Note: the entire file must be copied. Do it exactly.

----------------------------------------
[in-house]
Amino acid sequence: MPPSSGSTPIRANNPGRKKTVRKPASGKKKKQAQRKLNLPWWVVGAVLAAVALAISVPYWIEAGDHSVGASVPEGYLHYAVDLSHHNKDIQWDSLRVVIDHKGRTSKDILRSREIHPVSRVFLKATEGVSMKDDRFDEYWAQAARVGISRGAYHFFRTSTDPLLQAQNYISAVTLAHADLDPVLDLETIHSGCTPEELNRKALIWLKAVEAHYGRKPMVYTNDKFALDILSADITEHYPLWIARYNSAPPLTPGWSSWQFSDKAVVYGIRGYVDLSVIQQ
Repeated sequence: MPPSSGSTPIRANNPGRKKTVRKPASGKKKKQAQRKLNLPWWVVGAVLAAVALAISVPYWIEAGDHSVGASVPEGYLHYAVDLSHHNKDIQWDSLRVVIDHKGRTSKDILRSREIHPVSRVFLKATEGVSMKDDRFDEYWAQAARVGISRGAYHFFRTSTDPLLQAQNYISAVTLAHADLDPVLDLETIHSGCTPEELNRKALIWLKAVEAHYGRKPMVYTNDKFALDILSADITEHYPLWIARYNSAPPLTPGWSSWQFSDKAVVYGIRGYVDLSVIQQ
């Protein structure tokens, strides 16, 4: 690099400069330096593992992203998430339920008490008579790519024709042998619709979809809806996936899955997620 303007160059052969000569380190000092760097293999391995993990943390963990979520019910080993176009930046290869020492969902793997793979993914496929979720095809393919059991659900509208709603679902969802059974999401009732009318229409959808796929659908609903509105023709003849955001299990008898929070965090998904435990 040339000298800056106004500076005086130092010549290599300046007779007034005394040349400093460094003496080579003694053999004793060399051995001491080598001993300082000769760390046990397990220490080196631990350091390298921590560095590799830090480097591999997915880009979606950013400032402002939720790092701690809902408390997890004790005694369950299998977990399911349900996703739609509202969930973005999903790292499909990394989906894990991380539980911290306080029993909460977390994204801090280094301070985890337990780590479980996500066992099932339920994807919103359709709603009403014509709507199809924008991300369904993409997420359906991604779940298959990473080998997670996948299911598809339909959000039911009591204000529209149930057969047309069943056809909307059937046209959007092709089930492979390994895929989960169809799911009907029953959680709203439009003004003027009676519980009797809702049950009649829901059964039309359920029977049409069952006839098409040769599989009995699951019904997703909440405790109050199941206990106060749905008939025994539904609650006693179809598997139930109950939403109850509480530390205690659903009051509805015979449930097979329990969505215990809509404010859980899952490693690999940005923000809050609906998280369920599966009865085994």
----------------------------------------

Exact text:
[in-house]
Amino acid sequence: MPPSSGSTPIRANNPGRKKTVRKPASGKKKKQAQRKLNLPWWVVGAVLAAVALAISVPYWIEAGDHSVGASVPEGYLHYAVDLSHHNKDIQWDSLRVVIDHKGRTSKDILRSREIHPVSRVFLKATEGVSMKDDRFDEYWAQAARVGISRGAYHFFRTSTDPLLQAQNYISAVTLAHADLDPVLDLETIHSGCTPEELNRKALIWLKAVEAHYGRKPMVYTNDKFALDILSADITEHYPLWIARYNSAPPLTPGWSSWQFSDKAVVYGIRGYVDLSVIQQ
Repeated sequence: MPPSSGSTPIRANNPGRKKTVRKPASGKKKKQAQRKLNLPWWVVGAVLAAVALAISVPYWIEAGDHSVGASVPEGYLHYAVDLSHHNKDIQWDSLRVVIDHKGRTSKDILRSREIHPVSRVFLKATEGVSMKDDRFDEYWAQAARVGISRGAYHFFRTSTDPLLQAQNYISAVTLAHADLDPVLDLETIHSGCTPEELNRKALIWLKAVEAHYGRKPMVYTNDKFALDILSADITEHYPLWIARYNSAPPLTPGWSSWQFSDKAVVYGIRGYVDLSVIQQ
């Protein structure tokens, strides 16, 4: 690099400069330096593992992203998430339920008490008579790519024709042998619709979809809806996936899955997620 303007160059052969000569380190000092760097293999391995993990943390963990979520019910080993176009930046290869020492969902793997793979993914496929979720095809393919059991659900509208709603679902969802059974999401009732009318229409959808796929659908609903509105023709003849955001299990008898929070965090998904435990 040339000298800056106004500076005086130092010549290599300046007779007034005394040349400093460094003496080579003694053999004793060399051995001491080598001993300082000769760390046990397990220490080196631990350091390298921590560095590799830090480097591999997915880009979606950013400032402002939720790092701690809902408390997890004790005694369950299998977990399911349900996703739609509202969930973005999903790292499909990394989906894990991380539980911290306080029993909460977390994204801090280094301070985890337990780590479980996500066992099932339920994807919103359709709603009403014509709507199809924008991300369904993409997420359906991604779940298959990473080998997670996948299911598809339909959000039911009591204000529209149930057969047309069943056809909307059937046209959007092709089930492979390994895929989960169809799911009907029953959680709203439009003004003027009676519980009797809702049950009649829901059964039309359920029977049409069952006839098409040769599989009995699951019904997703909440405790109050199941206990106060749905008939025994539904609650006693179809598997139930109950939403109850509480530390205690659903009051509805015979449930097979329990969505215990809509404010859980899952490693690999940005923000809050609906998280369920599966009865085994």